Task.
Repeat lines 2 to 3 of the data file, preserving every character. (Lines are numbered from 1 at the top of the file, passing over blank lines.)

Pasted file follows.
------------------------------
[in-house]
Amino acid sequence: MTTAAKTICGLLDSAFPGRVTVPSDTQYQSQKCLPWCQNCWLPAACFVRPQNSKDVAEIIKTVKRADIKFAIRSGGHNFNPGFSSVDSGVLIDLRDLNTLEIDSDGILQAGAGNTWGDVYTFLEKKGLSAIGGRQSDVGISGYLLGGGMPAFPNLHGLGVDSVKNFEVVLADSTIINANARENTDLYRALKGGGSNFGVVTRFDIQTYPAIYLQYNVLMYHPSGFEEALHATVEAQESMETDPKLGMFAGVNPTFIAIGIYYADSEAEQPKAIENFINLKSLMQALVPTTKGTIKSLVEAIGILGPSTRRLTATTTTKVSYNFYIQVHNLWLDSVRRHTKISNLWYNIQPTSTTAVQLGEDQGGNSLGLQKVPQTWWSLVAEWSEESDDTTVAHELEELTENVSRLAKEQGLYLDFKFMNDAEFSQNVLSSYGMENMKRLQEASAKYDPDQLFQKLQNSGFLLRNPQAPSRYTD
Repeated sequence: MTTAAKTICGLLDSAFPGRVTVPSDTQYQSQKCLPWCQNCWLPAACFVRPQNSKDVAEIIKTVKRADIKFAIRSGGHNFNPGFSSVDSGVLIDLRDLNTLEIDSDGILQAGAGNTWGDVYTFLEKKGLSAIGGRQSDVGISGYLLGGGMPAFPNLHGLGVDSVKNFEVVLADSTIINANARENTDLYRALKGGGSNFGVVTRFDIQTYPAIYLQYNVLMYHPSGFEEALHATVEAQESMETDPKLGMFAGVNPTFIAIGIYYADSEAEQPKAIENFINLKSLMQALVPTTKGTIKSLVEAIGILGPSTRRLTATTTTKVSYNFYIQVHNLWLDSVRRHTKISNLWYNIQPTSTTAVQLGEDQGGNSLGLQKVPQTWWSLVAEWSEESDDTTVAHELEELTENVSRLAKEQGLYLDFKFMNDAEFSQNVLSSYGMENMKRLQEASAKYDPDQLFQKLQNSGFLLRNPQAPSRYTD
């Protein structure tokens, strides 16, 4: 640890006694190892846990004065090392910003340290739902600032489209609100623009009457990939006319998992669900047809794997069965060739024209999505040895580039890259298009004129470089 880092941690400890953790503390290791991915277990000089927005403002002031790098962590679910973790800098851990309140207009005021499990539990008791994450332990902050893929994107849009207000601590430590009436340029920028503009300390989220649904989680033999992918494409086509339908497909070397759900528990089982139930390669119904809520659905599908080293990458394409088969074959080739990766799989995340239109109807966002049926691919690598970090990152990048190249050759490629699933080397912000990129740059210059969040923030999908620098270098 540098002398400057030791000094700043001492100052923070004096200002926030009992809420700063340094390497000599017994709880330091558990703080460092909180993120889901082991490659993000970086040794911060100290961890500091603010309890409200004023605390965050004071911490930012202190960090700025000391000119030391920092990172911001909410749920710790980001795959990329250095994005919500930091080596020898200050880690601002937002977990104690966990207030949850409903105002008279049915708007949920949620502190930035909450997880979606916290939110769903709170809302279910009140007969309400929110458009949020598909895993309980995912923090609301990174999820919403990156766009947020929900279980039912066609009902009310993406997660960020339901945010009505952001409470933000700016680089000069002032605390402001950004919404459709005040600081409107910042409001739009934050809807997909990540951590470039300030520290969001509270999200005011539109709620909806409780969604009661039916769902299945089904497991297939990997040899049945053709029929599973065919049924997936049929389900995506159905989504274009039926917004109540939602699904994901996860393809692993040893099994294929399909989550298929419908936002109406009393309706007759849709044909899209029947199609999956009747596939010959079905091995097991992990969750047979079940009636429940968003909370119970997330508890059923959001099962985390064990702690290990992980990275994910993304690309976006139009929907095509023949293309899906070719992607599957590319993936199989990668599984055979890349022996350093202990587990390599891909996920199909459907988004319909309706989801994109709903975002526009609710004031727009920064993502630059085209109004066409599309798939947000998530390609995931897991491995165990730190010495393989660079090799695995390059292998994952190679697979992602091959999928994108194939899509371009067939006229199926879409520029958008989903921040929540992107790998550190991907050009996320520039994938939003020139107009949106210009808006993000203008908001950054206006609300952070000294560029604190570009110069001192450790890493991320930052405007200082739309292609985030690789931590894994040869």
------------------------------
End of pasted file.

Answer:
Amino acid sequence: MTTAAKTICGLLDSAFPGRVTVPSDTQYQSQKCLPWCQNCWLPAACFVRPQNSKDVAEIIKTVKRADIKFAIRSGGHNFNPGFSSVDSGVLIDLRDLNTLEIDSDGILQAGAGNTWGDVYTFLEKKGLSAIGGRQSDVGISGYLLGGGMPAFPNLHGLGVDSVKNFEVVLADSTIINANARENTDLYRALKGGGSNFGVVTRFDIQTYPAIYLQYNVLMYHPSGFEEALHATVEAQESMETDPKLGMFAGVNPTFIAIGIYYADSEAEQPKAIENFINLKSLMQALVPTTKGTIKSLVEAIGILGPSTRRLTATTTTKVSYNFYIQVHNLWLDSVRRHTKISNLWYNIQPTSTTAVQLGEDQGGNSLGLQKVPQTWWSLVAEWSEESDDTTVAHELEELTENVSRLAKEQGLYLDFKFMNDAEFSQNVLSSYGMENMKRLQEASAKYDPDQLFQKLQNSGFLLRNPQAPSRYTD
Repeated sequence: MTTAAKTICGLLDSAFPGRVTVPSDTQYQSQKCLPWCQNCWLPAACFVRPQNSKDVAEIIKTVKRADIKFAIRSGGHNFNPGFSSVDSGVLIDLRDLNTLEIDSDGILQAGAGNTWGDVYTFLEKKGLSAIGGRQSDVGISGYLLGGGMPAFPNLHGLGVDSVKNFEVVLADSTIINANARENTDLYRALKGGGSNFGVVTRFDIQTYPAIYLQYNVLMYHPSGFEEALHATVEAQESMETDPKLGMFAGVNPTFIAIGIYYADSEAEQPKAIENFINLKSLMQALVPTTKGTIKSLVEAIGILGPSTRRLTATTTTKVSYNFYIQVHNLWLDSVRRHTKISNLWYNIQPTSTTAVQLGEDQGGNSLGLQKVPQTWWSLVAEWSEESDDTTVAHELEELTENVSRLAKEQGLYLDFKFMNDAEFSQNVLSSYGMENMKRLQEASAKYDPDQLFQKLQNSGFLLRNPQAPSRYTD